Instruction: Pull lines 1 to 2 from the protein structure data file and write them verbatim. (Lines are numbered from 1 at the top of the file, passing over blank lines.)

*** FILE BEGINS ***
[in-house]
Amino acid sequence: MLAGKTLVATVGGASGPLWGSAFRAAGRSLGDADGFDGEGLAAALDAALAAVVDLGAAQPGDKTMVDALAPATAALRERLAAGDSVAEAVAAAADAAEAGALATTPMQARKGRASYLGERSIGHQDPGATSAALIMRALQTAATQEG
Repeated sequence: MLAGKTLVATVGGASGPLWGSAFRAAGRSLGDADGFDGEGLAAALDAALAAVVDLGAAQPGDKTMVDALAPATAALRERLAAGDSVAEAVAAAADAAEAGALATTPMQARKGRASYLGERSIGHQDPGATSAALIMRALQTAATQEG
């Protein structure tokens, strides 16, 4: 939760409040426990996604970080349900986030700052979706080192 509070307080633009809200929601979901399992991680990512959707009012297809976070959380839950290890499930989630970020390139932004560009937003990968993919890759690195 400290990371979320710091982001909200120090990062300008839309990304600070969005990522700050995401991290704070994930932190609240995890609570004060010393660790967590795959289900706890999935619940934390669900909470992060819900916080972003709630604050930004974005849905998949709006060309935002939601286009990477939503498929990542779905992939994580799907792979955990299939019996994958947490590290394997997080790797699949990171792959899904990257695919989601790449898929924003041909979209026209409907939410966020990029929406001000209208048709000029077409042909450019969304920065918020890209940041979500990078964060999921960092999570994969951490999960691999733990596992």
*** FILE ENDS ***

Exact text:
[in-house]
Amino acid sequence: MLAGKTLVATVGGASGPLWGSAFRAAGRSLGDADGFDGEGLAAALDAALAAVVDLGAAQPGDKTMVDALAPATAALRERLAAGDSVAEAVAAAADAAEAGALATTPMQARKGRASYLGERSIGHQDPGATSAALIMRALQTAATQEG